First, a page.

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According to the article, six members of the Swedish Police’s National Operations Department (NOA) wanted to seize Mullvad’s devices, which they believed to contain customer data.
Nothing to seize
Mullvad assured the officers that, per its policies, it doesn’t store personal user info. Therefore, any seizure would be against Swedish law.
As a result, the police left without taking anything.
The company has a minimal data retention policy as it aims to help its customers browse the internet anonymously.
It’s one of the few providers that uses numbered accounts. When you buy a subscription, the VPN generates a random account number for you to use. This means it never asks for personal information like username, password, or email address.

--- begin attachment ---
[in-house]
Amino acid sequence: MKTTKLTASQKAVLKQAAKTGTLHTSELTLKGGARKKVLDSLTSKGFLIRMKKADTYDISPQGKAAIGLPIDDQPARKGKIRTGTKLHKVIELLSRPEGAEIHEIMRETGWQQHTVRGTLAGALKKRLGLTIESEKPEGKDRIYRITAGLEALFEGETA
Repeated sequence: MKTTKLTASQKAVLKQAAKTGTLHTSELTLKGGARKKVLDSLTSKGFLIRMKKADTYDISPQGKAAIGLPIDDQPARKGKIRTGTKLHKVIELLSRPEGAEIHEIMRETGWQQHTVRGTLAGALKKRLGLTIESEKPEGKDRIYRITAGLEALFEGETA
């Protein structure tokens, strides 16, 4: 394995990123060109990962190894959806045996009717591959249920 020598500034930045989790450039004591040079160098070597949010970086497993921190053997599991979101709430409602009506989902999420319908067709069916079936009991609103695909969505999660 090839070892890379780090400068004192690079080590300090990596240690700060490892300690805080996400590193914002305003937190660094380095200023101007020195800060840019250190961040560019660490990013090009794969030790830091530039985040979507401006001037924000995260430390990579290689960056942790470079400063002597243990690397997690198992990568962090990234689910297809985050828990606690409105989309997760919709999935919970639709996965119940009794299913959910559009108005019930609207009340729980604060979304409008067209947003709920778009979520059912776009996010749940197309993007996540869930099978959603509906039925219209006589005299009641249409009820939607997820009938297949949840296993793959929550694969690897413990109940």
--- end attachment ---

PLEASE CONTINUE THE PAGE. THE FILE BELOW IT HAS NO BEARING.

These recent events show that, true to its no-log policy, Mullvad stores very little data outside of that account number.
Browse the web anonymously
Whether VPN companies collect and store customer data is one of the biggest issues for the industry. Many providers swear they don’t do it, but users often don’t believe their identity is entirely safe.
With 81% of people in the US not feeling in control of their data online, questioning VPN services is natural.
Many top VPNs put a lot of effort into ensuring their customers that they don’t collect and store data. For example, Surfshark recently had Deloitte perform tests on its no-logs policy. The audit showed that its operations are in accordance with what the company promises.
Mullvad’s run-in with the law is a good example of how if you want to remain anonymous online, opting for a leading VPN is a must. Many providers say they offer the same level of privacy for free, but that’s usually not the case.